School is back in session for Engineering students across the country. So, let’s talk about the future of Engineering. It is one of the oldest fields of study. It is also an industry integral to the everyday workings of our infrastructure. What can we expect of and for our engineers in the next two decades?
Recently, the American Society of Mechanical Engineers released a study on the future of the Mechanical Engineering profession, specifically. The survey included results from 1,200 engineers with a minimum of two years of experience in mechanical engineering-related positions. According to an article in Virtual-Strategy Magazine, “The study also revealed that early career engineers and students will play a major role in meeting global challenges over the next 10-20 years, especially in the areas of sustainability or renewable energy, bioengineering and biomedical fields, nanotechnology, green building technology, energy storage, smart grids and greenhouse gas mitigation.”
Other positive results from the survey showed that over the next 20 years:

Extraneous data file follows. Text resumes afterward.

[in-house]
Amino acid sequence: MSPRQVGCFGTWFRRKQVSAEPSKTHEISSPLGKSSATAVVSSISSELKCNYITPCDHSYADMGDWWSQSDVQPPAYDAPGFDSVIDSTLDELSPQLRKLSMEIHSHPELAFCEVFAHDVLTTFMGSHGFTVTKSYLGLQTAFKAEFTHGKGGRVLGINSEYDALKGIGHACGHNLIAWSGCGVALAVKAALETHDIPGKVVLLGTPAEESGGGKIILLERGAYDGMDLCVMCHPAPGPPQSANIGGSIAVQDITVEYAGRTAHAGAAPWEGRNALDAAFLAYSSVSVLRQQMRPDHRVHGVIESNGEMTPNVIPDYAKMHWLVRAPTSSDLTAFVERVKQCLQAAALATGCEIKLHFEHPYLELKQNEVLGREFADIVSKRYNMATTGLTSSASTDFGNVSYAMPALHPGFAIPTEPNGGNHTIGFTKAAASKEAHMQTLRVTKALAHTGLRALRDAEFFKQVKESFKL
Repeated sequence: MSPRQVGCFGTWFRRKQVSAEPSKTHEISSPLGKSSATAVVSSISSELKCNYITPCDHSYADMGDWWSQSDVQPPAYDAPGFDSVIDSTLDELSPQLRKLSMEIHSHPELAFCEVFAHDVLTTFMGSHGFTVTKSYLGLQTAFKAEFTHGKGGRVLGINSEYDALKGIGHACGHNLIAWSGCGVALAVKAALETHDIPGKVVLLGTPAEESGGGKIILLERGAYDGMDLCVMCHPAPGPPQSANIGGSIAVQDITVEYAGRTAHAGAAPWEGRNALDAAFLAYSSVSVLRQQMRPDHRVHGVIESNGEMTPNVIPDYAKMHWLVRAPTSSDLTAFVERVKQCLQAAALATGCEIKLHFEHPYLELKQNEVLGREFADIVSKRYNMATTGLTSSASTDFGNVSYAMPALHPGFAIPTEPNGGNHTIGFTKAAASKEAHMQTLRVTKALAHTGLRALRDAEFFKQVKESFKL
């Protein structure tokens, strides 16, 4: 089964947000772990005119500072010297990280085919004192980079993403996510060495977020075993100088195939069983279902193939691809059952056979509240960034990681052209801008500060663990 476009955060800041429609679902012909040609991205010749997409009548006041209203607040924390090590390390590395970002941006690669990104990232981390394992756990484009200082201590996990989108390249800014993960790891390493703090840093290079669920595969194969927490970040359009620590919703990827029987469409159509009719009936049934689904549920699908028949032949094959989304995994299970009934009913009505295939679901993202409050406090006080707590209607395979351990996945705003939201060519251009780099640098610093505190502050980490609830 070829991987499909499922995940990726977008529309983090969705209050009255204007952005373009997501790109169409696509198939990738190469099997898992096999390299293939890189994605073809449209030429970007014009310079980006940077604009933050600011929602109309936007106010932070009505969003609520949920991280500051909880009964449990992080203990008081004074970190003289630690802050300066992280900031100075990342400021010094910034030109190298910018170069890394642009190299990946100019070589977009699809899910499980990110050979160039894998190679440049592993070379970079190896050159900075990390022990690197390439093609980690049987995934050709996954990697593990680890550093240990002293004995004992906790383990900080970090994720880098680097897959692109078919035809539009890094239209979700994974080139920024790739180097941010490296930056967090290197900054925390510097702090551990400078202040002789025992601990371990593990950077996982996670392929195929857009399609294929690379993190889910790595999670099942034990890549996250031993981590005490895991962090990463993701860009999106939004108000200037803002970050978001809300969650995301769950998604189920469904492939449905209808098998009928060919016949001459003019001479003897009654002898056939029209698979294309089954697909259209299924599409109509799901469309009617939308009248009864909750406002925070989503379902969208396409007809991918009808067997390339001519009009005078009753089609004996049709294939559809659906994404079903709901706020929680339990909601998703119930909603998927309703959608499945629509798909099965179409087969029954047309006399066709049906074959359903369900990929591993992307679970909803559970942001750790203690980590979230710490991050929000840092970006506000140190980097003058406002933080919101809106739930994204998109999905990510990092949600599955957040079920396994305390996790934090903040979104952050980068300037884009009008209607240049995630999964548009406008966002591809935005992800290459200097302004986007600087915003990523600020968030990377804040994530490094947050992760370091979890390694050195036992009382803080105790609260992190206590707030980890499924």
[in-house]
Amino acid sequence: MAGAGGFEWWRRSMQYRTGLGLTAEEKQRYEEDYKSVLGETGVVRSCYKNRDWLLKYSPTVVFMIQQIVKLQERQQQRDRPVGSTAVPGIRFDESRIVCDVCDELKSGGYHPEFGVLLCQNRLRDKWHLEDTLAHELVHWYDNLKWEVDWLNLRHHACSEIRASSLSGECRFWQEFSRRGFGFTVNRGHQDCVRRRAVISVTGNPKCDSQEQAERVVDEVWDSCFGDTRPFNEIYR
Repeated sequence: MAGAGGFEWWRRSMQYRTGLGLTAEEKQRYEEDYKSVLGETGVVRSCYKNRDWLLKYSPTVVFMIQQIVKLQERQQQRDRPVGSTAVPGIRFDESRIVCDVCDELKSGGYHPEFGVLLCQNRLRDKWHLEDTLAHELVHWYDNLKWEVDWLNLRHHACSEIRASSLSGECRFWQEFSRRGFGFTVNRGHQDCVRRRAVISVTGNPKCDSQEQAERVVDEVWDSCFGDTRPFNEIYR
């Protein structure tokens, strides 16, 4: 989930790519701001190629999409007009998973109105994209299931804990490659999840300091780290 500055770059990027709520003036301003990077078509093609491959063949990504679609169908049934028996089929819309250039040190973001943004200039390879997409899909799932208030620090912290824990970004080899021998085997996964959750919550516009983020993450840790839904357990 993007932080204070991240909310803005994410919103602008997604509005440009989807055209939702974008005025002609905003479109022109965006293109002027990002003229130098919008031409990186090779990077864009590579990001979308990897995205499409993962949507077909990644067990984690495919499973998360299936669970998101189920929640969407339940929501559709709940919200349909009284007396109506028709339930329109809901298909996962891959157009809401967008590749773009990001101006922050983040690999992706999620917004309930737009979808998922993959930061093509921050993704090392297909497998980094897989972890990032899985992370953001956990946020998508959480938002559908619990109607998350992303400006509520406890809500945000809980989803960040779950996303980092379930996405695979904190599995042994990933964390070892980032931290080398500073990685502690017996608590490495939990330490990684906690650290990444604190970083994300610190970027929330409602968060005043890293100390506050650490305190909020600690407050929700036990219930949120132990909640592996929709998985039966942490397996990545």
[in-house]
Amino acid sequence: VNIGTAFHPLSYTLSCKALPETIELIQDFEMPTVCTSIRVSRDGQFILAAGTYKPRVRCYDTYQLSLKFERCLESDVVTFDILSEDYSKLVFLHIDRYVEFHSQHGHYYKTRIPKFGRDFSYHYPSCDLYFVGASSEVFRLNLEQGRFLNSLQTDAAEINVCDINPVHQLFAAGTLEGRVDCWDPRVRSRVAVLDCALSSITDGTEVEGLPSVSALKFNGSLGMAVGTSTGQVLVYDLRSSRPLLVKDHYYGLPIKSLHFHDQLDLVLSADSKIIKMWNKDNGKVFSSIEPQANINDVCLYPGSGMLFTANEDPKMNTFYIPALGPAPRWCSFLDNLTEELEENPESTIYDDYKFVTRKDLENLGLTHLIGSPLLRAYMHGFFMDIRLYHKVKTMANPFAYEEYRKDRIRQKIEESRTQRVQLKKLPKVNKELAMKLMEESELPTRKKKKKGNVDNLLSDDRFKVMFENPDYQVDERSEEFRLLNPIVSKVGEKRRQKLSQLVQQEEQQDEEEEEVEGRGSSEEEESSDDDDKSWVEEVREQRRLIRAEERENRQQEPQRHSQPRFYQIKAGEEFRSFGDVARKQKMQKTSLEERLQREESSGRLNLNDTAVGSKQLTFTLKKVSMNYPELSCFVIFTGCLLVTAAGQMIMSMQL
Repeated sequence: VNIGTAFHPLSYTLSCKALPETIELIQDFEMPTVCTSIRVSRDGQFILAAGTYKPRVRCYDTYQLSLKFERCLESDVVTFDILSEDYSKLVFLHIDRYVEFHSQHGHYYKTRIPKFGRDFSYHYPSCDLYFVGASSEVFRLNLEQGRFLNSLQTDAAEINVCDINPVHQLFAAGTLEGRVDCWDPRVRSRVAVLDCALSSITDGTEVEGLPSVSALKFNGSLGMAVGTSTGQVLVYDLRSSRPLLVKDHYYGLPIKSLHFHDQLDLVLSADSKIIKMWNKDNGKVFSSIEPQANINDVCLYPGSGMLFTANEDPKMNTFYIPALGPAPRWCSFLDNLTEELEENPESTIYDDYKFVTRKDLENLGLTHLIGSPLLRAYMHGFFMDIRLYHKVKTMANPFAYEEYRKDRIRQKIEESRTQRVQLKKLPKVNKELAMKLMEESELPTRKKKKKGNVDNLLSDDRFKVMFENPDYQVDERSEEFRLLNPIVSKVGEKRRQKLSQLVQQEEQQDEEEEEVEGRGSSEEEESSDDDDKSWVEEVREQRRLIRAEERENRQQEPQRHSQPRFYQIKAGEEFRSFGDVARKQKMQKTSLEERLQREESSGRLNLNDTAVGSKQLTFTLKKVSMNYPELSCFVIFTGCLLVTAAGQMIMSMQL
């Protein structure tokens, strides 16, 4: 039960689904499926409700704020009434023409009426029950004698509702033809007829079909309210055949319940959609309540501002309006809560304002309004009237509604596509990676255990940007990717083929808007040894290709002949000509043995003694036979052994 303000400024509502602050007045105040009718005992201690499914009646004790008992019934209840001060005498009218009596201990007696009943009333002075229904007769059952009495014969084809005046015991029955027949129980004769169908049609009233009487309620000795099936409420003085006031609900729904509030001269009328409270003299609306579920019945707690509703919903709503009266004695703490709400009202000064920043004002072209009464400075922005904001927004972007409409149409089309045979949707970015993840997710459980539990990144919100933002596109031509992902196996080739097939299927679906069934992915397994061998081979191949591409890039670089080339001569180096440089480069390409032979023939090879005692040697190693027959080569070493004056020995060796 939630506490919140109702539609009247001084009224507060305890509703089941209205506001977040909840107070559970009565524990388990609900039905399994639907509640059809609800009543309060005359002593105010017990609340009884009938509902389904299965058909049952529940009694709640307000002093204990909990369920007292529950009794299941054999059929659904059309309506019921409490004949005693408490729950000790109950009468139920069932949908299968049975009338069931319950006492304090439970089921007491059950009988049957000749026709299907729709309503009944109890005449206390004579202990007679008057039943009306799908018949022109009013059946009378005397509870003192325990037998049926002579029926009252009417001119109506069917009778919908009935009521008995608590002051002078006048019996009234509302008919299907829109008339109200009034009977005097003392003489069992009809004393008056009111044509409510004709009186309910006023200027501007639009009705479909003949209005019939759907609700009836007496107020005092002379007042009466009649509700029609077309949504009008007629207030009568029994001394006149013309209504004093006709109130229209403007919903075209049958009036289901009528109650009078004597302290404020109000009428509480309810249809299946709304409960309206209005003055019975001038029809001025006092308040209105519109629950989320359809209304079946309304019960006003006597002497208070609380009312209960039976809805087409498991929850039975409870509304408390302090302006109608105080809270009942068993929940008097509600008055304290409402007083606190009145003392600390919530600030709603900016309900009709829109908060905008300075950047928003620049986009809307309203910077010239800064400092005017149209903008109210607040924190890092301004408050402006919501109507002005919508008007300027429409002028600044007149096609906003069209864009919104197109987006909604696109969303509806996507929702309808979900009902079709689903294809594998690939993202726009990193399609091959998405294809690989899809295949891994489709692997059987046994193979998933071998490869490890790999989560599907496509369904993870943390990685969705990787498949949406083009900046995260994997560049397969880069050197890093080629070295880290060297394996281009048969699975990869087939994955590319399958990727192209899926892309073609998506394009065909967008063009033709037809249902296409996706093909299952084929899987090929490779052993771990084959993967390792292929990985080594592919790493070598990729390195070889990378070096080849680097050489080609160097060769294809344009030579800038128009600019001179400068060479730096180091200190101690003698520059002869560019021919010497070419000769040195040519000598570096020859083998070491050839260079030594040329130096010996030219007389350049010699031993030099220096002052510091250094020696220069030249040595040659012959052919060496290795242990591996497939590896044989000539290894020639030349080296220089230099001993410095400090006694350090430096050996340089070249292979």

- The prestige of working as an engineer will increase
- The financial rewards of working as an engineer will be greater
- The number of engineers working in less-developed countries will be greater
- The need for engineers to increase their ability to communicate more effectively, increase language skills and manage global teams will increase
- Skills in motion simulation, animation and virtual prototype creation are needed
This is all great news, both for Engineering students still looking forward to beginning their careers, as well as for those who graduated in recent recession-hobbled years and may have struggled to enter the Engineering workforce.
But there is another trend in the Engineering industry that doesn’t quite jive with this expected uptick in demand, prestige, and reward. Even a cursory review of the enrollment figures for Top Engineering Schools indicates the presence of the problem. Continue reading “Conflicting Trends in the Engineering Industry”